Trade unions

Showing the five main roles and responsibilities of trade unions

Trade unions exist in a wide range of occupations and professions. They are organisations which attempt to improve the pay and working conditions for their members. In return for paying a subscription, members receive a wide range of benefits.

These can be legal, such as financial help with access to a lawyer. Many trade unions offer a range of financial benefits to members such as cheaper deals with mortgages, discounts on holidays and car purchase.

A trade union may negotiate with the company over money matters, such as pay and pensions. Often within a workplace, a trade union representative, known as a shop steward will act as a 'go between' between worker and management. They will try to resolve problems which may arise.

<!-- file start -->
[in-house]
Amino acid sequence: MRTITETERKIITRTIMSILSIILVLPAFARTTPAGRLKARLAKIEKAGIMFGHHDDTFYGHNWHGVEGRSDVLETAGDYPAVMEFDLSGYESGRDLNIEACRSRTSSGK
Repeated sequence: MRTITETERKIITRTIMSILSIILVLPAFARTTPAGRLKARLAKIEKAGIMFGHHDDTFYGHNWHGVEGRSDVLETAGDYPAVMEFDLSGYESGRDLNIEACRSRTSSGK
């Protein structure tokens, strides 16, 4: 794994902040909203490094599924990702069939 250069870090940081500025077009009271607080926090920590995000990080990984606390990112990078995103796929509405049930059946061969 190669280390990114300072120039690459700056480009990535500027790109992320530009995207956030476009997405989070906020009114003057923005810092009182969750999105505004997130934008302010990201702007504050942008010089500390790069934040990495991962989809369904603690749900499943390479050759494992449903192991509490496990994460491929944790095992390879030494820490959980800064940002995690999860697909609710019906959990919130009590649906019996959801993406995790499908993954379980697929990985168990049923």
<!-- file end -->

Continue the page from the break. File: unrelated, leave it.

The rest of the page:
Participating in a trade union

Members can participate in trade union activities by:

  • attending union meetings in the workplace and discussing issues like pay and conditions
  • voting in ballots held by the union
  • standing as a candidate in an election to become a shop steward
  • taking part in a form of industrial action such as a work-to-rule or strike

Some employers do not recognise trade unions and may therefore discourage staff from joining a trade union. Other employers understand that good worker/management relations are important.

Trade unions work with employees and management on a daily basis, resolving workplace issues. They have rights and responsibilities which they must adhere to.

Trade union rights

  • To take industrial action to protect the rights of workers.
  • To hold a secret ballot to establish if the majority of members are in favour of taking action.
  • To try to attract new trade union members.

Trade union responsibilities

  • Not to pressure anyone into joining a trade union.
  • Trade unions can ask members about changes in the workplace.
  • To ensure that all forms of trade union activity and industrial action are peaceful and within the law.
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